Ask any pedestrian motorcyclist or cyclist what they most fear on the road and the chances are they will say drivers not concentrating on operating their vehicle or on their surroundings. Being distracted behind the wheel puts all road users at risk. An increased focus on road safety combined with the rise of smartphones as hubs for all personal communications has led to some distracting activities being outlawed across the country. The penalties for breaking these laws vary between provinces and range from fines demerit points revoked licenses and criminal convictions.
Distracted Driving in Alberta
In Alberta distracted driving lawsthat came into effect on the first day of 2016 specifically restricts drivers from the following activities:
- Using hand-held cell phones
- Using other electronic devices with a screen including MP3 players
- Texting or e-mailing
- Entering information into a GPS system
- Reading printed materials
- Personal grooming
The restrictions on cell-phone use texting and emailing also apply when your car is stationary at a red light and all of these activities are by themselves enough for you to be penalized if you are observed; it is not a requirement that you do anything dangerous or commit another offence while distracted.
Activities which are not restricted include various exceptions for emergency service personnel and haulage workers and also activities deemed not to be as distracting as those that are explicitly banned. However if the police can prove that you were sufficiently distracted by an activity that is not specifically mentioned in the law you can still be penalized . Allowing anything (such as a pet) into the front seat area of your vehicle that causes a distraction may also result in a penalty.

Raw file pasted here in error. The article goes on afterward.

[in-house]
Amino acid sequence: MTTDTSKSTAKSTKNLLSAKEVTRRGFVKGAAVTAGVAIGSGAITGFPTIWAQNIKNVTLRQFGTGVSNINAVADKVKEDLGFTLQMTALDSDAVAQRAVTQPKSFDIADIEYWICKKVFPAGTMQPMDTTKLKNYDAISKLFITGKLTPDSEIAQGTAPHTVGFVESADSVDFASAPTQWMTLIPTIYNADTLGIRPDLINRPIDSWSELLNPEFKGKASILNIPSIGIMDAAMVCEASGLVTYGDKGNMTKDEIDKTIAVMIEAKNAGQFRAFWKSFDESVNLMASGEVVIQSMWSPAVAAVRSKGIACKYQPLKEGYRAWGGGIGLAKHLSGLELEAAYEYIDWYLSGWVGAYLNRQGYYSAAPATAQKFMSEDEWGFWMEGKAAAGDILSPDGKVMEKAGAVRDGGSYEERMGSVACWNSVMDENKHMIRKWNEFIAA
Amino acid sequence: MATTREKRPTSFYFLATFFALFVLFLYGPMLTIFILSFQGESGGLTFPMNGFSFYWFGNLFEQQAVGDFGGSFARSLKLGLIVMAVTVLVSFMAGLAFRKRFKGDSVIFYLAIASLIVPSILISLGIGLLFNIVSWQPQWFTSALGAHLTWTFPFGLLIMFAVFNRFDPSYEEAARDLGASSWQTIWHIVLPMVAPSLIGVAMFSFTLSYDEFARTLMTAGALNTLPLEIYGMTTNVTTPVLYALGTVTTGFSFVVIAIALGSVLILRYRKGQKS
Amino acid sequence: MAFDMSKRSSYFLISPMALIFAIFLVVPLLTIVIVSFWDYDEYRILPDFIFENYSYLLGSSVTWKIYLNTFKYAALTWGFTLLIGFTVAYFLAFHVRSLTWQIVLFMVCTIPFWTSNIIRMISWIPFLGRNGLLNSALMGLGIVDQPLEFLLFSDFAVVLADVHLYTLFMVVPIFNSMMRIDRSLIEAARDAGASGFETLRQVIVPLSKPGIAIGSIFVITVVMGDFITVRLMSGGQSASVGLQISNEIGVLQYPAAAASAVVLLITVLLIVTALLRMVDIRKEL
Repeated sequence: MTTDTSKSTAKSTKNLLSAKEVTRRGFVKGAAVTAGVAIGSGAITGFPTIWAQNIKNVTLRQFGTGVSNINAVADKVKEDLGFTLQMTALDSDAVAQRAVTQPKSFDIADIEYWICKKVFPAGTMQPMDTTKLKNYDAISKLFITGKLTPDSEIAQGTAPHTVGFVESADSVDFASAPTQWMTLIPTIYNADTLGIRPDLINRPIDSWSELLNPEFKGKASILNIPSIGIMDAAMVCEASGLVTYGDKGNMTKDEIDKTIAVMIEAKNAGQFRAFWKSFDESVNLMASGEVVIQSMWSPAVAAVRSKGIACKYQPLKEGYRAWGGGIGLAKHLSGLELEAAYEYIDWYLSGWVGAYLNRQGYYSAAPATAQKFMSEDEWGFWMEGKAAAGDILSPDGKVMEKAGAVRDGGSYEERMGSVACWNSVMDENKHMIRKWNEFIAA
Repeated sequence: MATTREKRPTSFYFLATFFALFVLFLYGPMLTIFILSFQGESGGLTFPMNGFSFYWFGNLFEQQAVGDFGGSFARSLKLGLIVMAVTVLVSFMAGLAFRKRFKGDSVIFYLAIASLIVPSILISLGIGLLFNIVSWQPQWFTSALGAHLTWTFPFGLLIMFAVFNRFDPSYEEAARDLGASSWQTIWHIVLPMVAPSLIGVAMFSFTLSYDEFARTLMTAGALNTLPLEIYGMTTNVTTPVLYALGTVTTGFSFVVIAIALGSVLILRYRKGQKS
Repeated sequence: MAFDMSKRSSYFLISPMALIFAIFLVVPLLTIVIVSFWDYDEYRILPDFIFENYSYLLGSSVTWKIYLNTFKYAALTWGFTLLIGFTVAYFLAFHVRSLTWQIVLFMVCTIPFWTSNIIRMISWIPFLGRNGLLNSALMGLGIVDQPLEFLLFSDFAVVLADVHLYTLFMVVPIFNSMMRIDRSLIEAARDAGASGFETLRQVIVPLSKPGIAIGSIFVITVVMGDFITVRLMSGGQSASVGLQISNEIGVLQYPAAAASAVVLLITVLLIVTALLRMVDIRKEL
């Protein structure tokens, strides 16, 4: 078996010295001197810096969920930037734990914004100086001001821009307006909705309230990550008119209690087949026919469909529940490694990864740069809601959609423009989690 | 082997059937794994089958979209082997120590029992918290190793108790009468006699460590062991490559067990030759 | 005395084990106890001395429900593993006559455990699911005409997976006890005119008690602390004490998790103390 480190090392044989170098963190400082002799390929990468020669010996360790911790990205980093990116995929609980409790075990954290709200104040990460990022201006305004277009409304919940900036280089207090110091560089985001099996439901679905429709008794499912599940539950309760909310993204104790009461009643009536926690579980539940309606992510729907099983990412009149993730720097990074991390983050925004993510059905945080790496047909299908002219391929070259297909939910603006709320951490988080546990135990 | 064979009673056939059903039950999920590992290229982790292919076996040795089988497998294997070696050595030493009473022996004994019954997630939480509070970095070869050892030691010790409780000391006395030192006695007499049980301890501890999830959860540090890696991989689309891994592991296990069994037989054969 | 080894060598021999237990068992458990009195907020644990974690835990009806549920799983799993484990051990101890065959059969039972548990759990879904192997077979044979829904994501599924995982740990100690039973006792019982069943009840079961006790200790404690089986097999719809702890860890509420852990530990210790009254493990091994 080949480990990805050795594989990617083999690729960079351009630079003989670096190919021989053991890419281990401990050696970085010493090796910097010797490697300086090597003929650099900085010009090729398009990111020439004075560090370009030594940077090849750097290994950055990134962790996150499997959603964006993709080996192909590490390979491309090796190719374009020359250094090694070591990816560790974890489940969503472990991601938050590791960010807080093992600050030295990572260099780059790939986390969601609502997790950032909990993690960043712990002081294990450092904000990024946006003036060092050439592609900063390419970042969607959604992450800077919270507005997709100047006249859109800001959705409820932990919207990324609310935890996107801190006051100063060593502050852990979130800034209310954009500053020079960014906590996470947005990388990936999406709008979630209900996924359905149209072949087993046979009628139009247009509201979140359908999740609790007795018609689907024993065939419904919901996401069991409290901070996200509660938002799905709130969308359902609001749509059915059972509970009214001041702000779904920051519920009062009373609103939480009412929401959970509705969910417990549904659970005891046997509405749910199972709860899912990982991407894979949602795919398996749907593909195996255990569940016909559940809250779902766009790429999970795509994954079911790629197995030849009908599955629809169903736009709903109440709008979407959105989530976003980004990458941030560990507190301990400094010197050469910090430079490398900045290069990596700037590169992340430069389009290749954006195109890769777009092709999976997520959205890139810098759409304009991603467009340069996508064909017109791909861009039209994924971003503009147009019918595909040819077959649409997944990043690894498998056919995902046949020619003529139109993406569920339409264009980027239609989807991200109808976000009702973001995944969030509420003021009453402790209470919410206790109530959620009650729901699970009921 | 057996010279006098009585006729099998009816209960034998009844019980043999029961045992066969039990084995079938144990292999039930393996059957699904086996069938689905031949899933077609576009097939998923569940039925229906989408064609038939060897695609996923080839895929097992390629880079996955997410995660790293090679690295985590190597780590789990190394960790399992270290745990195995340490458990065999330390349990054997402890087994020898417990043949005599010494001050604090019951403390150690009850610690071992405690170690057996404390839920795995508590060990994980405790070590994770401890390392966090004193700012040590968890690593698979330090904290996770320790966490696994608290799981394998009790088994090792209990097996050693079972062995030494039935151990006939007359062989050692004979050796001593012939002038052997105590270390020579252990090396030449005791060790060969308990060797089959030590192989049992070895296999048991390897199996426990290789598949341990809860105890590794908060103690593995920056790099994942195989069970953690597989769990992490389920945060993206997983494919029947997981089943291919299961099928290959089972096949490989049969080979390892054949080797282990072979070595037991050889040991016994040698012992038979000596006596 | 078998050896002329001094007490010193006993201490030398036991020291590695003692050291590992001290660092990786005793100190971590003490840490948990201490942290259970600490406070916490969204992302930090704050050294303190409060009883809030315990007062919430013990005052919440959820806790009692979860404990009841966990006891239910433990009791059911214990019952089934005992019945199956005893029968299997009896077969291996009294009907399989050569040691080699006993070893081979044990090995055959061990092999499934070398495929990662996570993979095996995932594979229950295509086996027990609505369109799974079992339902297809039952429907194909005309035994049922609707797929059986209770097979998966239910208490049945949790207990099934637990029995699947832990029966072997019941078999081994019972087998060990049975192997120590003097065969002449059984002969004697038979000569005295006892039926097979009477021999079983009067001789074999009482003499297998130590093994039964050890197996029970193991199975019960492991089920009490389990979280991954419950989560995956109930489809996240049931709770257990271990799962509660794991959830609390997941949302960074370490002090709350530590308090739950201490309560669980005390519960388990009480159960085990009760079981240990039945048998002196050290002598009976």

Drivers caught and penalized for distracted driving in Alberta can expect to receive a fine of $287 and three demerit points (click herefor a comprehensive description of the demerit system). If you commit another violation while distracted it can result in other penalties on top of the one for distracted driving. Other provinces such as British Colombia impose penalties comparable with Alberta.
Distracted driving affects insurance costs
The reason we’re seeing increased government intervention against distracted driving is due to the large numbers of minor and major road traffic accidents that are attributed to such behaviour. It is difficult to measure exactly how many since distraction is difficult to separate from other bad driving habits as the cause of an accident. Distraction itself goes far beyond the actions prohibited by law – who hasn’t seen a dangerous situation caused by a driver looking at the scene of another accident? It’s hard to disagree with the argument that cell phone use and other distractions are a major cause of road traffic accidents however. This in itself is enough to justify increasingly harsh penalties and convictions for distracted drivers.
However there are further arguments to suggest that harsh penalties are a way of shifting some of the cost of bad driving onto the bad drivers themselves. Another way of doing this is for insurance companies to increases premiums for those convicted of driving offences; if you are convicted you can expect your premiums to go up by 2-6% for a minor infraction 6-14% for a major infraction (including distracted driving) and 14-25% for a criminal conviction . This can escalate very quickly if you are convicted multiple times. So if you’re tempted to text while driving don’t. It could cost you financially and even your life.